Generally, videogames help a lot to de-stress. Specifically, those with steady progress and/or exploration, and relatively low challenge. The gameplay loop (coming to a new area, scour its nooks and crannies, organize/sell the loot you got, move to the next part) is satisfying and soothing. Another option is a puzzle game. In these, a challenge can put your brain to work in a low-stress environment, and that's great too. Otherwise, just rewatch whatever film/series/anime/youtube video is the most feel-good to you. That's a bite-sized solution that tends to work really well.
  11. General Switch Discussion

    Luigi's Mansion making the cut feels like the most surprising one to me. Nice.
  12. Dicey Dungeons

    Alright, Episodes 4 is as far as I go with this game. I started to get real frustrated with the Inventor (since I don't enjoy her style much), but I powered through eventually. Then the exact same frustration set in with the Witch (who I like a lot more) and that was the last straw. Look, I appreciate difficulty, but I don't like to see so many of my losses attributed to chance. I'm getting real tired of seeing my strategy evaporate to an enemy that drew three straight 5s, or seeing myself incapable of landing the final attacks because I didn't draw a single Even that turn. And I most certainly hate seeing that the option of using status effects like Stun or Weaken depends entirely on the game deciding to weaken/block the right attack(s). It's infuriating, there's so much the game leaves to chance at those higher difficulties, that it railroads to only one or two viable strategies. A roguelike should not make me feel like half of its available builds are useless, and it most certainly shouldn't make it feel like a good build failed due to chance. For now, I'm deciding to drop the game. Maybe I'll give it another shot someday, but it's gonna be a while.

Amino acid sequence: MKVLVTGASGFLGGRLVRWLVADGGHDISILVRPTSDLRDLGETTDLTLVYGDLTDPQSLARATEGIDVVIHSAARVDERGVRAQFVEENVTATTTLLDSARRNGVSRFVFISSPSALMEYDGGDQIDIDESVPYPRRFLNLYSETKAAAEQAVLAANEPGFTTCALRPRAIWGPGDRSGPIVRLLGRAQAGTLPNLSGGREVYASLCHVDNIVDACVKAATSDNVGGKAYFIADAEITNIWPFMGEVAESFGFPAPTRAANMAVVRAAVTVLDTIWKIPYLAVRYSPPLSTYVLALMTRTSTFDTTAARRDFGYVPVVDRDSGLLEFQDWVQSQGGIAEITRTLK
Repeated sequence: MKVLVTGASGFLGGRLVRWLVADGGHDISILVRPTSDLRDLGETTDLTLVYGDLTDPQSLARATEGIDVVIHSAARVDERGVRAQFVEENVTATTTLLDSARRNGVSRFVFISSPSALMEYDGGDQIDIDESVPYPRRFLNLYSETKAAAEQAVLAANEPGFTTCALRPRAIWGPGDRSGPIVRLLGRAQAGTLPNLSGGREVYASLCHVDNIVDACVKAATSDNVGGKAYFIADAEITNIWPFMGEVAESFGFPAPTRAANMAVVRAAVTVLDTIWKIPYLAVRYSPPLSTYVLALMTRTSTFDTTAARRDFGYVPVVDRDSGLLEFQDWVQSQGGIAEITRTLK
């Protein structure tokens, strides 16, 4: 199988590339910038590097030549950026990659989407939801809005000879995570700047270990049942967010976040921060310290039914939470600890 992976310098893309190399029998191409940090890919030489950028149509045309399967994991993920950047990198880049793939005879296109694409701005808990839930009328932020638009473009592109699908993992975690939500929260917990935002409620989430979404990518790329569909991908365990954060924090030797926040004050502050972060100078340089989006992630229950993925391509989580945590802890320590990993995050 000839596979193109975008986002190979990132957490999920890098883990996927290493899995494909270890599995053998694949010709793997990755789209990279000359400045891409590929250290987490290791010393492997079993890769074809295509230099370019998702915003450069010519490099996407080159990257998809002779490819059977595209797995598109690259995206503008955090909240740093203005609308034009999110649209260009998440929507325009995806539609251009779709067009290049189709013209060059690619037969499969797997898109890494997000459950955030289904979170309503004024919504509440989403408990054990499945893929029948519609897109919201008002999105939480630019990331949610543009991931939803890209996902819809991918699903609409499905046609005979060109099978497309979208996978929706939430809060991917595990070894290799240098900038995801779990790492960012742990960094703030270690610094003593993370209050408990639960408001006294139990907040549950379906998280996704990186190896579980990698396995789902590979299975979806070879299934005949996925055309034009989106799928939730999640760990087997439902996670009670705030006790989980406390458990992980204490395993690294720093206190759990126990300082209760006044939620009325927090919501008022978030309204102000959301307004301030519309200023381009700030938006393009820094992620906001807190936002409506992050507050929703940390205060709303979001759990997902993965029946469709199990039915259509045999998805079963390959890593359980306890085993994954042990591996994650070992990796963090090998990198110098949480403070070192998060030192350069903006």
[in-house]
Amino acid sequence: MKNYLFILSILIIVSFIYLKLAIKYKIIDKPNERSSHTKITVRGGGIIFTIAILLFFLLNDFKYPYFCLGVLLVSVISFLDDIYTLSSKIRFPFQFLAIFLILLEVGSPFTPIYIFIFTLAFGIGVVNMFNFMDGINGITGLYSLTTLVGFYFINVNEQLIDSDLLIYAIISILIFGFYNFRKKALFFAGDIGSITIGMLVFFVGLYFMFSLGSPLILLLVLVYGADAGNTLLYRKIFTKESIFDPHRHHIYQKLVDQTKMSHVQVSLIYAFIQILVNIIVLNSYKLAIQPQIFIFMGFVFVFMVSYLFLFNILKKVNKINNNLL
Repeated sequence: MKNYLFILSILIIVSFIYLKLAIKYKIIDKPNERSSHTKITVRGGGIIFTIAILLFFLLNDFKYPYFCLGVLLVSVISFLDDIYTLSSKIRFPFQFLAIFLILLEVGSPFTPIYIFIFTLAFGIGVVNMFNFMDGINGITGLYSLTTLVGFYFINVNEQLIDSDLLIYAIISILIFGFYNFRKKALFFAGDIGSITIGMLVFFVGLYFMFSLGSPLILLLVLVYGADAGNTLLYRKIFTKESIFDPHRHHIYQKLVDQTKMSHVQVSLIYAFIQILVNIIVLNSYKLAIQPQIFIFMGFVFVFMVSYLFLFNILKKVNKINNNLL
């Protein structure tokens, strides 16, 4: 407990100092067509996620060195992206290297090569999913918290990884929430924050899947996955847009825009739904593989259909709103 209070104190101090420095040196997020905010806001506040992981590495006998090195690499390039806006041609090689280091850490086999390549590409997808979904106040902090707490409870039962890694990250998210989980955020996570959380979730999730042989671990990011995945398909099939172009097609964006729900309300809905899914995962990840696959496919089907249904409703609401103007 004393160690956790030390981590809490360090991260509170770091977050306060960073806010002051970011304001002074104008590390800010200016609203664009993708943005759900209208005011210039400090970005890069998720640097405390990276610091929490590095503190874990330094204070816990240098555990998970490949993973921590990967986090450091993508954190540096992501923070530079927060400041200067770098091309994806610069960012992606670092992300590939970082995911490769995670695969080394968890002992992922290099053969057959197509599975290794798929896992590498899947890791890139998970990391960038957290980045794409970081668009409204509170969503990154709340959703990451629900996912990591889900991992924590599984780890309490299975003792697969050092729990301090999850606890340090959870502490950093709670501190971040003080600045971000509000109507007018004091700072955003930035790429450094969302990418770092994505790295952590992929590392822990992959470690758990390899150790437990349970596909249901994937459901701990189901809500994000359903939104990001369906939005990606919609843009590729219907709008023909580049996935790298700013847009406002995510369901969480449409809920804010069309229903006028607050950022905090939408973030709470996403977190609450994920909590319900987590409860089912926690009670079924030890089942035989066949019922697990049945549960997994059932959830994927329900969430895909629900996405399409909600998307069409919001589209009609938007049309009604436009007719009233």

13. Yeah, as the title says, what were your best gaming experiences this year? Normally, a lot of outlets just assume everyone played that year's big releases (or at least a substantial amount of new releases), and I don't think that's the best question to ask. We often go through our backlogs, or decide to replay old favourites, or keep playing that one multiplayer favourite. As such, I'll pose the question in three parts: What were your favourite games released in 2021? What yearly GOTY discussions usually talk about, what were the best 2021 games for you? What were your favourite games played in 2021? Once you include older games you played this year for the first time, what are your favourites? Do they surpass this year's releases? Feel free to include replays and such, it's your opinion. Any 2021 release that you wish you had played? I mean, surely we didn't buy every new game, right? Any game(s) you feel like you missed out on? For my personal answers: Share your own gaming takeaways from last year.
  14. Best Films of 2021

    I was supposed to go see Spider-Man a few weeks back, but it was uncharacteristically sold out for two straight days. So I ended up seeing West Side Story (2021) instead. I liked it, definitely the most palatable, easy-to-digest adaptation of Romeo&Juliet I've seen. I've also seen Encanto (Latin American Dub) during Christmas, which was an absolute delight. Doesn't quite surpass Coco, but it's definitely up there at the top for Disney Animated Films. There's magic arepas and a "miércoles" in that film, it's the best. As for films not of this year, but that I saw this year in theatres anyway... Demon Slayer: Infinity Train (excellent experience, seeing it in the big screen), Nomadland (on the other hand, I think this one would've been better in a smaller screen), and Charlie Chaplin's The Kid (first time I saw a silent film on a theatre. Definitely worthwhile).